Sunday, May 11, 2008

C++/CLI vs C# (4)

Finished the 2nd point proposed for analysis:

2. Study the unmanaged to managed wrapping methods and make a performance estimation for both managed languages

Testing system

Single core Celeron M 1.5 Ghz processor.
Executed the test method call 100 million times.

Tested code
A c++ dll contains a class that has a method that receives as parameter a structure pointer (code shown below). The purpose of the exercise is to wrap the C++ class into a managed class and use this class to pass a structure as parameter.

struct MyStruct
int SomeId;
double SomePrice;

void PassStructIn(MyStruct* myStruct);
void PassStructIn(int* myStruct);
virtual ~TestInterop();

Provided also a C bridge that allows calling the class method by providing the class pointer as parameter (needed for P/Invoke calls):
extern "C" EXAMPLEUNMANAGEDDLL_API void PassStructInBridge(TestInterop* pObject, MyStruct* myStruct)

Test case results
- native C++ test: called using the C bridge the class method
for 100 million calls the time is 1127 milliseconds
- C# test: imported the C bridge function with P/Invoke, wrapped the P/Invoke functions into a managed class, created a managed version of the structure passed as parameter. (note: it is also possible to wrap the class by P/Invoking directly the mangled name. That method should have the same performance).
for 100 million calls the time is 10950 milliseconds
- C++/CLI test: tested two cases, one case when directly used the unmanaged code into the managed one using the C++ interop and another case in which made a managed wrapper (in a separate dll) that holds a pointer to the unmanaged class and translates method calls to the unmanaged code (used as struct passed as parameter the definition from the unmanaged header file and didn't create a managed version)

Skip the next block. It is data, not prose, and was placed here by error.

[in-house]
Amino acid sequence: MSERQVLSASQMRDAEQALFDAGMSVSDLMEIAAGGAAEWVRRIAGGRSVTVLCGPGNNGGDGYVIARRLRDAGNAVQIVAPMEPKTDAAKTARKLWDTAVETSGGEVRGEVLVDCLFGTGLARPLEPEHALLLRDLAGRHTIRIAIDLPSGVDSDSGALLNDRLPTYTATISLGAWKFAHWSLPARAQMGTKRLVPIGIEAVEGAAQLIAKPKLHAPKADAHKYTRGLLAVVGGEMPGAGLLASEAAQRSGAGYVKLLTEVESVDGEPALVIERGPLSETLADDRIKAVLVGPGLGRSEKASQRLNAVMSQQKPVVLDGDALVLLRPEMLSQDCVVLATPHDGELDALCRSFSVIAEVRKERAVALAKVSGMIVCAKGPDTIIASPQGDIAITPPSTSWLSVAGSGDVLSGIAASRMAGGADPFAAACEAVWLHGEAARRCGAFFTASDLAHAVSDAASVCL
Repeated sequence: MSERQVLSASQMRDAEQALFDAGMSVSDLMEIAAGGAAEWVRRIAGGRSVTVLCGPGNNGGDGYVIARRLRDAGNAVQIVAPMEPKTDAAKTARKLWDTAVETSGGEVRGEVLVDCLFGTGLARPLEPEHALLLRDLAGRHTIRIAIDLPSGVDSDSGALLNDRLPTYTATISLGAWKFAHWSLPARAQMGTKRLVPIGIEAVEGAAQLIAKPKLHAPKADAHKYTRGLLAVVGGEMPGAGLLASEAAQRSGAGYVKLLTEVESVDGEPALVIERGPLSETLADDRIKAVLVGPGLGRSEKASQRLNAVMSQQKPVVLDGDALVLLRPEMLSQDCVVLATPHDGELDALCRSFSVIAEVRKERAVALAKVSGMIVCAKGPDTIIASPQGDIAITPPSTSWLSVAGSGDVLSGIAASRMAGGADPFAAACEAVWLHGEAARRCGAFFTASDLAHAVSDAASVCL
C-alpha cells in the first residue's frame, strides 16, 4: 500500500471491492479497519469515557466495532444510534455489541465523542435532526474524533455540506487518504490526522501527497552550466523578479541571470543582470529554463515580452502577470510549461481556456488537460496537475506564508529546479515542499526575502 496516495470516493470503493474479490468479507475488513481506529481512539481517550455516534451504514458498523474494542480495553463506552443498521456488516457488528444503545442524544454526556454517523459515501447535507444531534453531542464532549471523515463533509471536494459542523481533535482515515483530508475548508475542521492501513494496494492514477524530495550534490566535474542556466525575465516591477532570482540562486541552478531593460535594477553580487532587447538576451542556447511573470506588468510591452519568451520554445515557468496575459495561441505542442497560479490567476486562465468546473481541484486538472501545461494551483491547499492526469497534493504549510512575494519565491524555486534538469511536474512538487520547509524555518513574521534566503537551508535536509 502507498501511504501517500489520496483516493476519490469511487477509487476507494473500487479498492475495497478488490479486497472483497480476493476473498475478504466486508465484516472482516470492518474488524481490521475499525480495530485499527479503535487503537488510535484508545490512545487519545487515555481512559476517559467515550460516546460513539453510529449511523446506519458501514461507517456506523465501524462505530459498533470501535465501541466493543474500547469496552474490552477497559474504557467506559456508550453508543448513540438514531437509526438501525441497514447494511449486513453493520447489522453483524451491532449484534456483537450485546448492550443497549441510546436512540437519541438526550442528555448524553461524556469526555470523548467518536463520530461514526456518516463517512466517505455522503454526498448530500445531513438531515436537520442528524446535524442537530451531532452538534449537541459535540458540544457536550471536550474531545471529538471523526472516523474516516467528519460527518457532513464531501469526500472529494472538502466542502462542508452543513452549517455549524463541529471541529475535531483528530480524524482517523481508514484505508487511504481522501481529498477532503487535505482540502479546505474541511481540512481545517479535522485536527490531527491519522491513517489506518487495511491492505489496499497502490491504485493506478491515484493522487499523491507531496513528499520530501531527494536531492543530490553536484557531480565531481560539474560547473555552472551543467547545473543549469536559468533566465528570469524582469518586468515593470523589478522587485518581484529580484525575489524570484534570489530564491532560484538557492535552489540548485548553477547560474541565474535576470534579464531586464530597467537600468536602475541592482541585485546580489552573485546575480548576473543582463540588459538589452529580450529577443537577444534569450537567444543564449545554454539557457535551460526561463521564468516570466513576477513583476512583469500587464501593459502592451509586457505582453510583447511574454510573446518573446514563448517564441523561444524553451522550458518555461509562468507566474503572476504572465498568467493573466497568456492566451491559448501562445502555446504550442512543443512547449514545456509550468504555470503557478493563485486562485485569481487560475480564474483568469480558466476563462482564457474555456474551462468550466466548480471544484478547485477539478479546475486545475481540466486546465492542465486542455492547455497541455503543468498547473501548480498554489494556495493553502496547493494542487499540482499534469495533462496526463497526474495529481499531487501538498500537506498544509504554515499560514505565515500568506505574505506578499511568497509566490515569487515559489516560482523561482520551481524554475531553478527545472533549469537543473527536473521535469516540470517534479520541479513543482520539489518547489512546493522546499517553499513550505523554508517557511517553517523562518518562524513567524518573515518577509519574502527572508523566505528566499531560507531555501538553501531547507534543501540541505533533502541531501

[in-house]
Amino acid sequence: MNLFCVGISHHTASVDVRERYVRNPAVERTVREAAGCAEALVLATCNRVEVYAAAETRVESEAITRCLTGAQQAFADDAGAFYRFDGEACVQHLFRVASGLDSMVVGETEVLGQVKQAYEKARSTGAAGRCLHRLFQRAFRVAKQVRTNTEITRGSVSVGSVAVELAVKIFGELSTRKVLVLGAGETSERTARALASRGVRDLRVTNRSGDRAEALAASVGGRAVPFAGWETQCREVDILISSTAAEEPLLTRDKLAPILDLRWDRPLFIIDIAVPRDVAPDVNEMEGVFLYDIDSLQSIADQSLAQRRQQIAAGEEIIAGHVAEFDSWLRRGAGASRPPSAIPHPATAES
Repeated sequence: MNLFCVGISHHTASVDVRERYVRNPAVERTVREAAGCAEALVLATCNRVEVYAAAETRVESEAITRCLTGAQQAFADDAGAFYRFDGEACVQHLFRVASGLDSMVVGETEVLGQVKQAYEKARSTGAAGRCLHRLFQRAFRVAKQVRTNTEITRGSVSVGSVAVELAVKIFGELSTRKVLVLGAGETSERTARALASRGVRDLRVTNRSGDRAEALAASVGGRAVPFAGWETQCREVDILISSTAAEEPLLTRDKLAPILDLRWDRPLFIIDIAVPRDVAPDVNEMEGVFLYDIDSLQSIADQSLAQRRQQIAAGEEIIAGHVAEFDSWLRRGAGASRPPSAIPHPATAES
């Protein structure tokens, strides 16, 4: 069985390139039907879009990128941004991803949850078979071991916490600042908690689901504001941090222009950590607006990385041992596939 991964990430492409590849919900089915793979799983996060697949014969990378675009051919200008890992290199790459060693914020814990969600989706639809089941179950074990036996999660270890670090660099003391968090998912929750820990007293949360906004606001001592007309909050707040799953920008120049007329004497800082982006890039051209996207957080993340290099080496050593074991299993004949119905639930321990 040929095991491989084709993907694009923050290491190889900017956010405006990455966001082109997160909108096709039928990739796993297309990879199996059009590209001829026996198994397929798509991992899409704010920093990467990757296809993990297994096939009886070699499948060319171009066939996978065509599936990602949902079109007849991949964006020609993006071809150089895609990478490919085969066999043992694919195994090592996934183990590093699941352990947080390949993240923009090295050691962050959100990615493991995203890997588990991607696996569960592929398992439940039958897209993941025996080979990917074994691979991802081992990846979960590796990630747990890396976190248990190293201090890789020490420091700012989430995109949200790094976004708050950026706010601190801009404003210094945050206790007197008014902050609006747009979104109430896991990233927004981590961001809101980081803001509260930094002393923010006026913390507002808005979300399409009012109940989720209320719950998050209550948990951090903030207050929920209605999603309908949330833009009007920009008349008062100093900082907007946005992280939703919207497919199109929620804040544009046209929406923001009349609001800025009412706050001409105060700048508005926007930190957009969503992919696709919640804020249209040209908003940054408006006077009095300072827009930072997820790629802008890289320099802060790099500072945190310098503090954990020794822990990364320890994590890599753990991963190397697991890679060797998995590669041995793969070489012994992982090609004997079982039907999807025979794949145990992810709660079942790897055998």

100 million calls with C++ interop and no bridge/wrapper take 4280 milliseconds
100 million calls with C++/CLI bridge as managed wrapper take 4031 milliseconds

Wrapping the unmanaged code in C++/CLI (~4000 ms) is 2.5 times faster than wrapping it into C# (~11000 ms).
This speed difference is probably given by the fact that in the C++/CLI case used the unmanaged struct to be passed as parameter and no marshaling appeared.

Looking at the test results I think wrapping OpenCascade should be made with C++/CLI if there would be many repetitive calls to the unmanaged code. I will analyze the application structure and think at the functionality areas where repetitive calls might be used.

1 comment:

ciplogic said...

The tests are biased.

The native-to-managed and managed-to-native is always made via marshaling. That checking and copy of data are time consuming.

A native-to-native call you used it, even you export via C linkage, makes no difference.

So, every time you will make a call from C# managed code, you will lost that marshaling performance.

Anyway, there is the unsafe keyword:
that let you not lose performance for marshaling (or not as much).

The code in C# both native-to-native (via unsafe keyword) and managed-to-managed code works at the level of STL code in C++, sometimes faster, sometimes slower, but not 2.5 times.

If you will expand your testing methodology I can make to you an unsafe code and hopefully getting the same speed.

P.S. the strong point of C# over C++ is not speed in some specific benchmark. The strong points are: Linq, XML support in a standard way, clean syntax, better strong checking compiler, etc. In a specific managed-to-native call, you may reduce the call numbers to that code, and that happened in the same way in scientific applications that use Java.